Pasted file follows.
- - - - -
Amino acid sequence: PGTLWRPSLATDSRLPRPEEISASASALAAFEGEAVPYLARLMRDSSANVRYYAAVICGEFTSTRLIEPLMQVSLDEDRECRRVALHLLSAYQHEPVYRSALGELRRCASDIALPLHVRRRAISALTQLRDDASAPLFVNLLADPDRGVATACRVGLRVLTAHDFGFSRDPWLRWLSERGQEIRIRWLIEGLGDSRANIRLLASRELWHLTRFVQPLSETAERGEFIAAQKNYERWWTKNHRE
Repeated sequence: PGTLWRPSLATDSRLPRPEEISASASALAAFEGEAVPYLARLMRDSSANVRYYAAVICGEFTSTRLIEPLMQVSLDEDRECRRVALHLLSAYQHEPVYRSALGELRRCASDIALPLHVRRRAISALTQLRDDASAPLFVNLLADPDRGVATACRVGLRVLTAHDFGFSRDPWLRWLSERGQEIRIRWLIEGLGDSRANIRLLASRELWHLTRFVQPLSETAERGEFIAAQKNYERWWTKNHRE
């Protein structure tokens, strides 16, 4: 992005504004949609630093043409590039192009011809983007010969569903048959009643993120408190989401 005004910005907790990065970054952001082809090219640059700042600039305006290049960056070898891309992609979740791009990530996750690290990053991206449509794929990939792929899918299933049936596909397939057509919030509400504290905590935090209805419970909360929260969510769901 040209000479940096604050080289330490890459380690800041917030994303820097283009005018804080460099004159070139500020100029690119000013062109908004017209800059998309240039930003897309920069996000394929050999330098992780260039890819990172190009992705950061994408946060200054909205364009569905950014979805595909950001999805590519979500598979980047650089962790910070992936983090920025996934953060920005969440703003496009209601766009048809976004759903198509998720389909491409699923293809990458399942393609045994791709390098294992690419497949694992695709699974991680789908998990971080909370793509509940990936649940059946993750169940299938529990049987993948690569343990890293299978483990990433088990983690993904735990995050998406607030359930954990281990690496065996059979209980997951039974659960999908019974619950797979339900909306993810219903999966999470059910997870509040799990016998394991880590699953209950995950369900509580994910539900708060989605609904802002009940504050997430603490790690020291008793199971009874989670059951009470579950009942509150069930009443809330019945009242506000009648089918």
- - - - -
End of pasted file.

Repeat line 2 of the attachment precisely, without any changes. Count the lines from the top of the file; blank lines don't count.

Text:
Repeated sequence: PGTLWRPSLATDSRLPRPEEISASASALAAFEGEAVPYLARLMRDSSANVRYYAAVICGEFTSTRLIEPLMQVSLDEDRECRRVALHLLSAYQHEPVYRSALGELRRCASDIALPLHVRRRAISALTQLRDDASAPLFVNLLADPDRGVATACRVGLRVLTAHDFGFSRDPWLRWLSERGQEIRIRWLIEGLGDSRANIRLLASRELWHLTRFVQPLSETAERGEFIAAQKNYERWWTKNHRE